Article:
Conditional breaks require a debugger response and may halt the processor long enough to break an active RF connection, or otherwise disrupt timing on the debug target.

Watching Variables and Registers

Debuggers offer several ways of viewing the state of a halted program. Global variables are statically placed during link-time and can end up anywhere in the RAM or Flash of the chip. These variables can be viewed when then target is halted by the debugger through the Watch and Expression windows.

Unless removed due to optimizations, global variables are always available in these views. Local variables or variables that are only valid inside a limited scope are only viewable in that scope. Such variables can also be viewed with the Watch or Expression views, and may also be automatically displayed when breaking or stepping through code.


Local variables are often placed in CPU registers and not on the stack. These variables also have a limited lifetime even within the scope in which they are valid. Depending on the optimization performed, a variable placed in a register may not have a cohesive view of the current state of the variable. Some possible solutions are:

  • Move the variable to global scope, so it remains accessible in RAM.
  • Make the variable volatile, so the compiler doesn’t place the value in a register.
  • Make a shadow copy of the variable that is global and volatile.

Variables in CCS

You can view Global Variables by doing either of the following.

  • Select ViewExpressions.
  • Select a variable name in code.
  • Right-click and select Add Watch Expression.

Figure 164. Variable watch window. Note that you can cast values, get address and sizeof, etc.

  • Select ViewVariables to auto-variables that are present at the current location when stepping through code.

Figure 165. Local variables. This screenshot is taken during execution of the Simple Peripheral init function.

Variables in IAR

To view Global Variables, do either of the following.

  • Right-click on the variable.
    • Select Add to Watch: varName.
  • Select ViewWatch
    • Enter the name of the variable.

Figure 166. Variable watch window. Note that you can cast values, get address and sizeof, etc.

View –> Locals show the local variables in IAR.


Figure 167. Local variables. This screenshot is taken during execution of the Simple Peripheral init function.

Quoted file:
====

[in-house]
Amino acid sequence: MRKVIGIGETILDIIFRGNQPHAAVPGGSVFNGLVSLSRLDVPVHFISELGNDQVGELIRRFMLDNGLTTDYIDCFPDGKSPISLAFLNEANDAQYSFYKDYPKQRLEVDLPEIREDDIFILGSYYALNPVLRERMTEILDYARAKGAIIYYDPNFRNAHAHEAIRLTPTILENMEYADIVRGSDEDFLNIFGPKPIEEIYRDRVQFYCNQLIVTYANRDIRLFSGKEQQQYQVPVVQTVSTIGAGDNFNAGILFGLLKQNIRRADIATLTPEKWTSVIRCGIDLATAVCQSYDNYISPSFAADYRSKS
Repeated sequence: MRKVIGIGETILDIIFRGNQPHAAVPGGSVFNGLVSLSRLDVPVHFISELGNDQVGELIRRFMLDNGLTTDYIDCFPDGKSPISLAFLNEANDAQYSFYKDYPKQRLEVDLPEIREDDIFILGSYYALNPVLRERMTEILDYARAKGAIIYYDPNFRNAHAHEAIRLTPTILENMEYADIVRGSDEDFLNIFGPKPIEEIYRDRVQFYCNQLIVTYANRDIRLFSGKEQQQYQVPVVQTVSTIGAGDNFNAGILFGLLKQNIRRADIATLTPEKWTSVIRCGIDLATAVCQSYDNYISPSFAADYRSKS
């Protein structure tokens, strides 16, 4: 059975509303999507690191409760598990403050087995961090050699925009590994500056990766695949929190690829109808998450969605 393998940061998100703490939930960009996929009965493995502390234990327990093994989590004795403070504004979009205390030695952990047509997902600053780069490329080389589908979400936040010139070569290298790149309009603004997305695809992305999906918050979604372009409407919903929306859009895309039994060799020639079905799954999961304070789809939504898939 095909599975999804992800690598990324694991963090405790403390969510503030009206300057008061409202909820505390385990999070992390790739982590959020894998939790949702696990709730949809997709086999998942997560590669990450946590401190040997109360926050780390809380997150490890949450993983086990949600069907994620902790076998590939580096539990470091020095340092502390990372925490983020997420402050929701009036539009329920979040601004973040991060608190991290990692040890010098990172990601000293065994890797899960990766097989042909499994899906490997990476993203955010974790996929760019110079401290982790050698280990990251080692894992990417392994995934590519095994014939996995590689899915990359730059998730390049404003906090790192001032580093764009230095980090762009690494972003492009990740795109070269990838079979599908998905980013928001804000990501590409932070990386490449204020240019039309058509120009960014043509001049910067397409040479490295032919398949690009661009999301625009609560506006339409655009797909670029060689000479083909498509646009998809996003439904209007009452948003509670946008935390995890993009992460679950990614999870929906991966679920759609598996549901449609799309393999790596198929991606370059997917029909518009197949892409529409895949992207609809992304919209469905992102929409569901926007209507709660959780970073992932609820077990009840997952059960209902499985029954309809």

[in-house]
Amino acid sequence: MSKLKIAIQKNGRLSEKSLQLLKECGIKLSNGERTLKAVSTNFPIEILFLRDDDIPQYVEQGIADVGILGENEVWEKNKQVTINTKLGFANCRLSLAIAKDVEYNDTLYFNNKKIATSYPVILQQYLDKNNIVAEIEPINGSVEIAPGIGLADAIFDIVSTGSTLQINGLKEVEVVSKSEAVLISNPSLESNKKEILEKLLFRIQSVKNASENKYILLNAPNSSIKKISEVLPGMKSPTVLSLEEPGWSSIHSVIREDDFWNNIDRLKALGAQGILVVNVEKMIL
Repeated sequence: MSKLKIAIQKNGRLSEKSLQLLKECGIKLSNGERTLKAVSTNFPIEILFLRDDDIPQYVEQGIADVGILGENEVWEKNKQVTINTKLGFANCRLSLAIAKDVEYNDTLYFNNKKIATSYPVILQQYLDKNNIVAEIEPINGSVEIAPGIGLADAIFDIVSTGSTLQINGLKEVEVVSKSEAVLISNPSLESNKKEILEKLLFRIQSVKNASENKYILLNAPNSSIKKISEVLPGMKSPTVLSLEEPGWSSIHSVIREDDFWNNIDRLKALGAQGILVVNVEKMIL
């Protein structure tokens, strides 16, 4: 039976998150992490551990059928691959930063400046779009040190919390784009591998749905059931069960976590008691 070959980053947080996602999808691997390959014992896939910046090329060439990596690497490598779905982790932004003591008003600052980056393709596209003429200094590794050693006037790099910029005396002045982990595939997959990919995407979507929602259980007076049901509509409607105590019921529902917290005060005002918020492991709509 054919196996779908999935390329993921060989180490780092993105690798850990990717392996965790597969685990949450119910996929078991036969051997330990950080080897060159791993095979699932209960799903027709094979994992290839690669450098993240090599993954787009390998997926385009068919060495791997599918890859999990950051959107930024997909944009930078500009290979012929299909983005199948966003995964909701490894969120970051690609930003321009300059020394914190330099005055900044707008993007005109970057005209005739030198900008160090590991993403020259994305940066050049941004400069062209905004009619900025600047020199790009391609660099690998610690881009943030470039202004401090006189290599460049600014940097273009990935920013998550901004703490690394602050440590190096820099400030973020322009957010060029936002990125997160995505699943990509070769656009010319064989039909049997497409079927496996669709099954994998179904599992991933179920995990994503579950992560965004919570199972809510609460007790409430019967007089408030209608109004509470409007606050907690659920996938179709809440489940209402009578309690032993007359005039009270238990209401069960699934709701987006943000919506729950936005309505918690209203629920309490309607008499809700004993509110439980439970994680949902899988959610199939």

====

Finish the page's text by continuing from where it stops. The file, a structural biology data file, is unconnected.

IAR may remove the variable during optimization and inline the usage of the value. If so, add the __root directive in front.

Memory Watchpoints

As mentioned in Debug Interfaces, the Data Watchpoint and Trace Unit (DWT module) contains four memory watchpoints that allow breakpoints on memory access. The hardware match functionality looks only at the address. If intended for use on a variable, the variable must be statically allocated.


If a data watchpoint with value match is used, two of the four watchpoints are used.

Watchpoints in CCS

  1. Right-click on a global variable.
  2. Select BreakpointHardware Watchpoint.
  3. Go to the list of breakpoints (ViewBreakpoints).
  4. Right-click and edit the Breakpoint Properties to configure the watchpoint.

Figure 168. Adding a watchpoint on a variable.

This example configuration ensures that if 0x42 is written to the memory location for Characteristic 1 in the Bluetooth Low Energy simple_peripheral example project the device halts execution.


Figure 169. Configuring a hardware watchpoint to break on 8-bit write with value 0x42.

Watchpoints in IAR

  1. Right-click a variable (global).
  2. Select Set Data Breakpoint for 'myVar' to add it to the active breakpoints.
  3. Go to the list of breakpoints (View –> Breakpoints)
  4. Choose Edit... to set up whether the watchpoint should match on read, write, or any access.

Figure 170. Configuring a hardware watchpoint to break on 8-bit write with value 0x42.

TI-RTOS Object Viewer

Debuggers may include the RTOS Object Viewer (ROV) plug-in that provides insight into the current state of TI-RTOS, including task states, stacks, and so forth.